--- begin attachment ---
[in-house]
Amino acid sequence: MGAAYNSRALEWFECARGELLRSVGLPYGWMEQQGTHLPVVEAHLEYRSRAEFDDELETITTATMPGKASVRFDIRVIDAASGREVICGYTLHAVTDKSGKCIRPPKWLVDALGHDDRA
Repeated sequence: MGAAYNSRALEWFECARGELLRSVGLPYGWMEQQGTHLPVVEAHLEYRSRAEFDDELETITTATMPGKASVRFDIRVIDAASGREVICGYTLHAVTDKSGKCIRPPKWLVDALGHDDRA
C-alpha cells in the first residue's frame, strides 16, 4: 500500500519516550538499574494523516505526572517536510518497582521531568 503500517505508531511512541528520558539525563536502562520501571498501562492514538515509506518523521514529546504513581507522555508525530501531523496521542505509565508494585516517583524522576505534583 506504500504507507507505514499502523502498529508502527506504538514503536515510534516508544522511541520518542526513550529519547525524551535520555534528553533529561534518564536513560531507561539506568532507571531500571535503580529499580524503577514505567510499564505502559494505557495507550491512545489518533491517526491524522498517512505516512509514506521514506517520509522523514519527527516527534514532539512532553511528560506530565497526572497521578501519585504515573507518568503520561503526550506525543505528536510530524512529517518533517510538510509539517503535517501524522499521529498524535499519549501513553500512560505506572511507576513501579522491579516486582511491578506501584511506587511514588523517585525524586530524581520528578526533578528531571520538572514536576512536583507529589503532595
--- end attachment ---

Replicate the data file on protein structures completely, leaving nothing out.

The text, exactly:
[in-house]
Amino acid sequence: MGAAYNSRALEWFECARGELLRSVGLPYGWMEQQGTHLPVVEAHLEYRSRAEFDDELETITTATMPGKASVRFDIRVIDAASGREVICGYTLHAVTDKSGKCIRPPKWLVDALGHDDRA
Repeated sequence: MGAAYNSRALEWFECARGELLRSVGLPYGWMEQQGTHLPVVEAHLEYRSRAEFDDELETITTATMPGKASVRFDIRVIDAASGREVICGYTLHAVTDKSGKCIRPPKWLVDALGHDDRA
C-alpha cells in the first residue's frame, strides 16, 4: 500500500519516550538499574494523516505526572517536510518497582521531568 503500517505508531511512541528520558539525563536502562520501571498501562492514538515509506518523521514529546504513581507522555508525530501531523496521542505509565508494585516517583524522576505534583 506504500504507507507505514499502523502498529508502527506504538514503536515510534516508544522511541520518542526513550529519547525524551535520555534528553533529561534518564536513560531507561539506568532507571531500571535503580529499580524503577514505567510499564505502559494505557495507550491512545489518533491517526491524522498517512505516512509514506521514506517520509522523514519527527516527534514532539512532553511528560506530565497526572497521578501519585504515573507518568503520561503526550506525543505528536510530524512529517518533517510538510509539517503535517501524522499521529498524535499519549501513553500512560505506572511507576513501579522491579516486582511491578506501584511506587511514588523517585525524586530524581520528578526533578528531571520538572514536576512536583507529589503532595